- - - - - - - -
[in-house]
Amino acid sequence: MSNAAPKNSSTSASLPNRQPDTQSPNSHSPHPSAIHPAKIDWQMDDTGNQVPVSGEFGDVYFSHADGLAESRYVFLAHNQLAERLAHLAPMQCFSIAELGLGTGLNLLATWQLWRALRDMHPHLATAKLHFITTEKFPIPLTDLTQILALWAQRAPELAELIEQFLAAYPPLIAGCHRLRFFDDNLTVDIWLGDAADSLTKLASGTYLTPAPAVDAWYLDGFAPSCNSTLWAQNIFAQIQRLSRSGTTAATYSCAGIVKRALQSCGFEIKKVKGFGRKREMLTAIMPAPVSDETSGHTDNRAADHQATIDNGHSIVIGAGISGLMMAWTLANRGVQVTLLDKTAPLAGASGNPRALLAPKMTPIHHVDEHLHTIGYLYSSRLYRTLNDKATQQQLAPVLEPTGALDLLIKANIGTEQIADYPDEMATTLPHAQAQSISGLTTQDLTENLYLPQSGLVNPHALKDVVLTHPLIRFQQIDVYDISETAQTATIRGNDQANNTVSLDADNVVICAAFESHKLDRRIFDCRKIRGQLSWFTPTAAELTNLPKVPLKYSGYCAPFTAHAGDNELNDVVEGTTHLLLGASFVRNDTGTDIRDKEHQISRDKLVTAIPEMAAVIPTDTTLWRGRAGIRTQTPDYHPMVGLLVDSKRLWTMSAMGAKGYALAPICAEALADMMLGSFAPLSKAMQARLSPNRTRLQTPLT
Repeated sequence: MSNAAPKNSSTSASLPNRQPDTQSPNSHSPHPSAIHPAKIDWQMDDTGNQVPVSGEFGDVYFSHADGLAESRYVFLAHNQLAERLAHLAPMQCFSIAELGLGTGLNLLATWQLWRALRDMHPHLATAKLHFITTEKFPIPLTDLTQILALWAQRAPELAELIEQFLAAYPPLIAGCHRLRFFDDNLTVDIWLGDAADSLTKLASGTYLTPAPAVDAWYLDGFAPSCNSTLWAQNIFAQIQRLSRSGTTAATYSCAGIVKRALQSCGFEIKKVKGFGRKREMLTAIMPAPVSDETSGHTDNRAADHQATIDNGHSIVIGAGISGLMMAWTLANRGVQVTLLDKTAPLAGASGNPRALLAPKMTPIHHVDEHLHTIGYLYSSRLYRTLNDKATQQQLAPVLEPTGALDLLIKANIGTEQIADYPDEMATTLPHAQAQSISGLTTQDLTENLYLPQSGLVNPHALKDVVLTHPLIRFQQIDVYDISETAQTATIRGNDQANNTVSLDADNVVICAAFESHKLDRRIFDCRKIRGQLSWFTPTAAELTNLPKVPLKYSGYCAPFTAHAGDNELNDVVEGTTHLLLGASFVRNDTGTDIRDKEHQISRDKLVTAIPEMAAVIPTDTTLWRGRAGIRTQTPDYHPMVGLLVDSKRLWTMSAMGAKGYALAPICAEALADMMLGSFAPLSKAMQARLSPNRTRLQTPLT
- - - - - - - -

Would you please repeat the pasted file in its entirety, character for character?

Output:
[in-house]
Amino acid sequence: MSNAAPKNSSTSASLPNRQPDTQSPNSHSPHPSAIHPAKIDWQMDDTGNQVPVSGEFGDVYFSHADGLAESRYVFLAHNQLAERLAHLAPMQCFSIAELGLGTGLNLLATWQLWRALRDMHPHLATAKLHFITTEKFPIPLTDLTQILALWAQRAPELAELIEQFLAAYPPLIAGCHRLRFFDDNLTVDIWLGDAADSLTKLASGTYLTPAPAVDAWYLDGFAPSCNSTLWAQNIFAQIQRLSRSGTTAATYSCAGIVKRALQSCGFEIKKVKGFGRKREMLTAIMPAPVSDETSGHTDNRAADHQATIDNGHSIVIGAGISGLMMAWTLANRGVQVTLLDKTAPLAGASGNPRALLAPKMTPIHHVDEHLHTIGYLYSSRLYRTLNDKATQQQLAPVLEPTGALDLLIKANIGTEQIADYPDEMATTLPHAQAQSISGLTTQDLTENLYLPQSGLVNPHALKDVVLTHPLIRFQQIDVYDISETAQTATIRGNDQANNTVSLDADNVVICAAFESHKLDRRIFDCRKIRGQLSWFTPTAAELTNLPKVPLKYSGYCAPFTAHAGDNELNDVVEGTTHLLLGASFVRNDTGTDIRDKEHQISRDKLVTAIPEMAAVIPTDTTLWRGRAGIRTQTPDYHPMVGLLVDSKRLWTMSAMGAKGYALAPICAEALADMMLGSFAPLSKAMQARLSPNRTRLQTPLT
Repeated sequence: MSNAAPKNSSTSASLPNRQPDTQSPNSHSPHPSAIHPAKIDWQMDDTGNQVPVSGEFGDVYFSHADGLAESRYVFLAHNQLAERLAHLAPMQCFSIAELGLGTGLNLLATWQLWRALRDMHPHLATAKLHFITTEKFPIPLTDLTQILALWAQRAPELAELIEQFLAAYPPLIAGCHRLRFFDDNLTVDIWLGDAADSLTKLASGTYLTPAPAVDAWYLDGFAPSCNSTLWAQNIFAQIQRLSRSGTTAATYSCAGIVKRALQSCGFEIKKVKGFGRKREMLTAIMPAPVSDETSGHTDNRAADHQATIDNGHSIVIGAGISGLMMAWTLANRGVQVTLLDKTAPLAGASGNPRALLAPKMTPIHHVDEHLHTIGYLYSSRLYRTLNDKATQQQLAPVLEPTGALDLLIKANIGTEQIADYPDEMATTLPHAQAQSISGLTTQDLTENLYLPQSGLVNPHALKDVVLTHPLIRFQQIDVYDISETAQTATIRGNDQANNTVSLDADNVVICAAFESHKLDRRIFDCRKIRGQLSWFTPTAAELTNLPKVPLKYSGYCAPFTAHAGDNELNDVVEGTTHLLLGASFVRNDTGTDIRDKEHQISRDKLVTAIPEMAAVIPTDTTLWRGRAGIRTQTPDYHPMVGLLVDSKRLWTMSAMGAKGYALAPICAEALADMMLGSFAPLSKAMQARLSPNRTRLQTPLT